Specifically, a July 20-23 Disney Cruise, booked in May via the Fleming Island Republican’s Working for Florida Families political committee.

Those dates indicate the cruise will be aboard the Disney Dream, christened by Jennifer Hudson in 2011. The itinerary shows the vessel plans to anchor in Nassau on the second day of the journey, followed by a stop at Disney’s private island Castaway Cay on Day Three.

The second night of the three-night fundraiser will give attendees the opportunity to “party like a pirate” — not the scary kind, of course.

Party like a pirate, helping Rob Bradley’s re-election campaign, that is.

Per Disney’s description, the celebration of all things swashbuckler encourages guests to dress up like a buccaneer and “eat like a scalawag” — options include “Jolly Rogers Barbecue Rib Salad” and “Pirates Gold-en Pot Stickers” — before hitting the deck with their mateys for a Pirates of the Caribbean-themed party and fireworks show.

The booking, including event venue, lodging, food and beverage, came in at $65,260.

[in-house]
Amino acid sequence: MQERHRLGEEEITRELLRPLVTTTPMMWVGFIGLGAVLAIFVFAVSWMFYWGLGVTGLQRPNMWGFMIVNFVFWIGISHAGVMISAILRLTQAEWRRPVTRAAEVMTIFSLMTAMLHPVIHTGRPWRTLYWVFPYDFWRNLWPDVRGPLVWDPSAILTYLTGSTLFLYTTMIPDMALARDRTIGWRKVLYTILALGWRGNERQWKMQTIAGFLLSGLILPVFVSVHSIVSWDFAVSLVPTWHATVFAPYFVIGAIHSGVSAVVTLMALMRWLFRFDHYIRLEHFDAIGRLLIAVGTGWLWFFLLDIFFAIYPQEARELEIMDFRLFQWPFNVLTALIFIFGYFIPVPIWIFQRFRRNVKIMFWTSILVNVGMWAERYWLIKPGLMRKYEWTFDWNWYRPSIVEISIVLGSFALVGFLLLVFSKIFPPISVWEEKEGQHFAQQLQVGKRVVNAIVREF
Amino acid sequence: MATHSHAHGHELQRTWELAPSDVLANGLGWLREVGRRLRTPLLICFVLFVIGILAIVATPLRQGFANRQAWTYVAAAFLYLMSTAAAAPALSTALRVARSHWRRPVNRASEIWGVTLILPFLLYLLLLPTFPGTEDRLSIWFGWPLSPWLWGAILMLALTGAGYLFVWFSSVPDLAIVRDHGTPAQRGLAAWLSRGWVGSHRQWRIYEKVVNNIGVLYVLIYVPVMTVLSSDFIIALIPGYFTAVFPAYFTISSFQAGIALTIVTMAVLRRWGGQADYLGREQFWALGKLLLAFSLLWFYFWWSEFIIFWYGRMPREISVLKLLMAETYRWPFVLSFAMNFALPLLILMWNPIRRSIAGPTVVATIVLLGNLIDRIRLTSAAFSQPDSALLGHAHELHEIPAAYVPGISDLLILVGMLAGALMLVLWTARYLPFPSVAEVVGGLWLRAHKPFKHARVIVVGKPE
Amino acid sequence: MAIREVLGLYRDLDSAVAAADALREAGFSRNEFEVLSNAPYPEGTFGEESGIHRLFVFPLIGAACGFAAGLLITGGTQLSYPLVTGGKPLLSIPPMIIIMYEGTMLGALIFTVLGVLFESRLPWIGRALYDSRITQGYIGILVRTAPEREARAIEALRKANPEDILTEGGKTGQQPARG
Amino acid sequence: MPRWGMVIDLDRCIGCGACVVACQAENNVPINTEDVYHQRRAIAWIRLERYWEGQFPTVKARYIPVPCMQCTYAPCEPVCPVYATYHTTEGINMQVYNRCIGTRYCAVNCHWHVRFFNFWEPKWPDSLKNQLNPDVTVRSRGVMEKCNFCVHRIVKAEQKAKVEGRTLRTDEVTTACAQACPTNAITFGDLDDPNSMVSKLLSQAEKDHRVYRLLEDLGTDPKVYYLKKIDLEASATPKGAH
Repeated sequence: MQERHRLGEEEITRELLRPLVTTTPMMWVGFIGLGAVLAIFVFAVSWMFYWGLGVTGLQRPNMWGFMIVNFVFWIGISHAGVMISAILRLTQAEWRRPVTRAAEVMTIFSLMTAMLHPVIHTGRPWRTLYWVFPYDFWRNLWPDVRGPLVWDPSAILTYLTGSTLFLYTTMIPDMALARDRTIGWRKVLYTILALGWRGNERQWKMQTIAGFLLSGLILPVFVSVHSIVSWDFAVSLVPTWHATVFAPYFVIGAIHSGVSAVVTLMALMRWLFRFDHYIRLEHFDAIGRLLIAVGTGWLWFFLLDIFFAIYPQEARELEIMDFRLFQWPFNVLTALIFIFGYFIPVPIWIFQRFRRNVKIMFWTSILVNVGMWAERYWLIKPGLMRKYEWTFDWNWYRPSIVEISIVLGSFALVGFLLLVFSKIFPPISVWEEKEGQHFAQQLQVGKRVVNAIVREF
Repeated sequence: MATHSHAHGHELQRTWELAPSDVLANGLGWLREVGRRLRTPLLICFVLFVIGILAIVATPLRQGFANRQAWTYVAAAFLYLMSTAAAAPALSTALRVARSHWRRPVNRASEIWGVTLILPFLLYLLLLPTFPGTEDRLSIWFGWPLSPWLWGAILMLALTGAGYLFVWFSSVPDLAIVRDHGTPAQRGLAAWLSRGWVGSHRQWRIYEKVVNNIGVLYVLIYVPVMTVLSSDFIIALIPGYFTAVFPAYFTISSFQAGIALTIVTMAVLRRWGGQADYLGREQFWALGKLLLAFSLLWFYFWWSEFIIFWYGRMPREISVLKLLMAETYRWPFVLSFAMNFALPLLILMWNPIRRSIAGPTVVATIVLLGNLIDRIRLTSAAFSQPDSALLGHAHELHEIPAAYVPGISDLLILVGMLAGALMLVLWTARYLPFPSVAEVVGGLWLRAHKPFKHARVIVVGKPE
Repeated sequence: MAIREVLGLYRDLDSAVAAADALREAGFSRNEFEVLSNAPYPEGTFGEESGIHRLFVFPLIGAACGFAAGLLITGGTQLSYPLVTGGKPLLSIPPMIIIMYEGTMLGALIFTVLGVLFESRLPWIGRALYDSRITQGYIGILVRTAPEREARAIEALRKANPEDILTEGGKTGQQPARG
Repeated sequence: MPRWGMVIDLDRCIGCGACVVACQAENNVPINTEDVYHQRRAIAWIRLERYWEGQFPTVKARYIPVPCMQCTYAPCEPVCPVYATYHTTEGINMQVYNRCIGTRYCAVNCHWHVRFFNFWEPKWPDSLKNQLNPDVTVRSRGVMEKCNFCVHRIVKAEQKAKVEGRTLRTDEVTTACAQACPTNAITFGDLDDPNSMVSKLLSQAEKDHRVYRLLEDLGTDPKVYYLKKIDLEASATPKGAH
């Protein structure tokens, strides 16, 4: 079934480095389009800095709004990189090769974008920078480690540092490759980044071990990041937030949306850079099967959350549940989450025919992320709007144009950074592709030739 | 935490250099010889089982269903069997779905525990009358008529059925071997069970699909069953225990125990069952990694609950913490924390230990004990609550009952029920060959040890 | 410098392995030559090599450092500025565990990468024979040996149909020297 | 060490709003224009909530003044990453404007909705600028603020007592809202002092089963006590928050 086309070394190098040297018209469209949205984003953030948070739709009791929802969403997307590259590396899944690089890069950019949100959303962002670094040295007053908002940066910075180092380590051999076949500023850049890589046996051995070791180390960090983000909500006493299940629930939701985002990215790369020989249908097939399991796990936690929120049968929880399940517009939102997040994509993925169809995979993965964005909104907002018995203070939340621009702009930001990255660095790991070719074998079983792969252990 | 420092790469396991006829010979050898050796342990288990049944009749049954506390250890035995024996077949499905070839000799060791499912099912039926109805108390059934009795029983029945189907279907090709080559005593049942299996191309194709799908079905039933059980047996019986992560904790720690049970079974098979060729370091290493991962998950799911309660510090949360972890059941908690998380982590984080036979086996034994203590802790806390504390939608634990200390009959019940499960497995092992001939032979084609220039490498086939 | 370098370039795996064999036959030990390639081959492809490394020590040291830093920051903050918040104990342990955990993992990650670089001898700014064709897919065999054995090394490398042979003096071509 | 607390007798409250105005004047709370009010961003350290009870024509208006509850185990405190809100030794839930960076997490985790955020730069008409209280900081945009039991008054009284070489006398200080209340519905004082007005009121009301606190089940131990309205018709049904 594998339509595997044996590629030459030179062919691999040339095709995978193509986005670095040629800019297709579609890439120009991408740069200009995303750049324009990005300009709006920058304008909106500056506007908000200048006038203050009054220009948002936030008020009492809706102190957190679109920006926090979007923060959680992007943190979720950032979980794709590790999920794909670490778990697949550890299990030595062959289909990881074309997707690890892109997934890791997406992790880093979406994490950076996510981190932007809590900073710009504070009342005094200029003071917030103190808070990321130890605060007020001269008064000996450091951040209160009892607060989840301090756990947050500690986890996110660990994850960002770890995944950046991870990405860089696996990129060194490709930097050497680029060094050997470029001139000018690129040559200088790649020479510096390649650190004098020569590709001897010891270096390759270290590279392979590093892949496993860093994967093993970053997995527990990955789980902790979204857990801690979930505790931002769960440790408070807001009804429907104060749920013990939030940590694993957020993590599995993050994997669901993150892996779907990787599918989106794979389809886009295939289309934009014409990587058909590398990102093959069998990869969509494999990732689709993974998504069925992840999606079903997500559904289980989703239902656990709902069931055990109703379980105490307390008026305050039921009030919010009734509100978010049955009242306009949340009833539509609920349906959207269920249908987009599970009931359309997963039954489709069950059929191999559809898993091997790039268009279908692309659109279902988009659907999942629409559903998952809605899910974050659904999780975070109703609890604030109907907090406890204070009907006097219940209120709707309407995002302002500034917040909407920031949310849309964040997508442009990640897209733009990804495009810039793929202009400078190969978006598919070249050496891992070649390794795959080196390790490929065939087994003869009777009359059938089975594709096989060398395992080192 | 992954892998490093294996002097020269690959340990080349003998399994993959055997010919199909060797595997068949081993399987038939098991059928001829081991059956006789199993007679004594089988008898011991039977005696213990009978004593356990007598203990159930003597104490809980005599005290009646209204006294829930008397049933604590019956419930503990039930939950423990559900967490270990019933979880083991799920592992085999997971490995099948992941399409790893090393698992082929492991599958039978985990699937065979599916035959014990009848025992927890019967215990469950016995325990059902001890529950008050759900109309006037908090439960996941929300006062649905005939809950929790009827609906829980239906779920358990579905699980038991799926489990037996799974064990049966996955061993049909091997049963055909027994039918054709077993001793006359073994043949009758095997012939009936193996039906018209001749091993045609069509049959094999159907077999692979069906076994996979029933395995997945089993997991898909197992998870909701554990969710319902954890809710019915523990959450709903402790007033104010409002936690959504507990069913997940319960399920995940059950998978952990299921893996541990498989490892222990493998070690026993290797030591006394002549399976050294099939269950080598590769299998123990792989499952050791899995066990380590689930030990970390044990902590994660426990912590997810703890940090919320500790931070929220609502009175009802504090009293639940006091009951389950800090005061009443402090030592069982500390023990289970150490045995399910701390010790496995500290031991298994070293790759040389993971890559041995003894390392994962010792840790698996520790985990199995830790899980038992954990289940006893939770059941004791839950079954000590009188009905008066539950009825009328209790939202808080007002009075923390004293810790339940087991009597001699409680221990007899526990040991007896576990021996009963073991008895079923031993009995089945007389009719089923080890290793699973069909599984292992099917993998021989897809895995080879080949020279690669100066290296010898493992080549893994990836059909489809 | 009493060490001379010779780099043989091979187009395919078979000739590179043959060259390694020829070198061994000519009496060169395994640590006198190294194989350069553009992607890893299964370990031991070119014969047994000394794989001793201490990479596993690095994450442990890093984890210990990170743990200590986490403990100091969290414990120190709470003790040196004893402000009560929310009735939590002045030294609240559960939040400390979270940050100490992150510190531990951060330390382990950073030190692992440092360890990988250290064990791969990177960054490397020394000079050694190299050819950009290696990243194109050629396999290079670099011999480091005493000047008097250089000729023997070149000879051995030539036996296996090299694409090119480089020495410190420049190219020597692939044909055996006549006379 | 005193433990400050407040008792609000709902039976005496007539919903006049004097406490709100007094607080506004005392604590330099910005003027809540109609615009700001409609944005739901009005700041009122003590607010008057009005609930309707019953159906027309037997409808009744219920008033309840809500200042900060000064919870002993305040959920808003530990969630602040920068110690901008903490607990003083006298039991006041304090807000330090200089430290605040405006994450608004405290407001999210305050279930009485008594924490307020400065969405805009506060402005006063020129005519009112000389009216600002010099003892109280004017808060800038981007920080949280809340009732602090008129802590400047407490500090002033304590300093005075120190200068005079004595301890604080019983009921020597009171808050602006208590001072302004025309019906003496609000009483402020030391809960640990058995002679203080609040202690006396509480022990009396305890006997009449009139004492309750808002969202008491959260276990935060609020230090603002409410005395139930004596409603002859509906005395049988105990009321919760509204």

The Senate Appropriations Committee Chairman told us Thursday that the expenditure covered “costs associated with an upcoming fundraiser” for the committee, with “all proceeds [going] toward 2018 Senate races.”

This will be a group sail, not a charter, Bradley added.

There is a recent precedent for a Disney cruise fundraiser.

Per the Miami Herald, former House Speaker Steve Crisafulli organized a similar event in 2013. The buy-in then was a $50,000 contribution to the Republican Party of Florida.

Disney and subsidiaries have donated over $45,000 to Bradley’s committee since its inception, illustrating a shared political vision.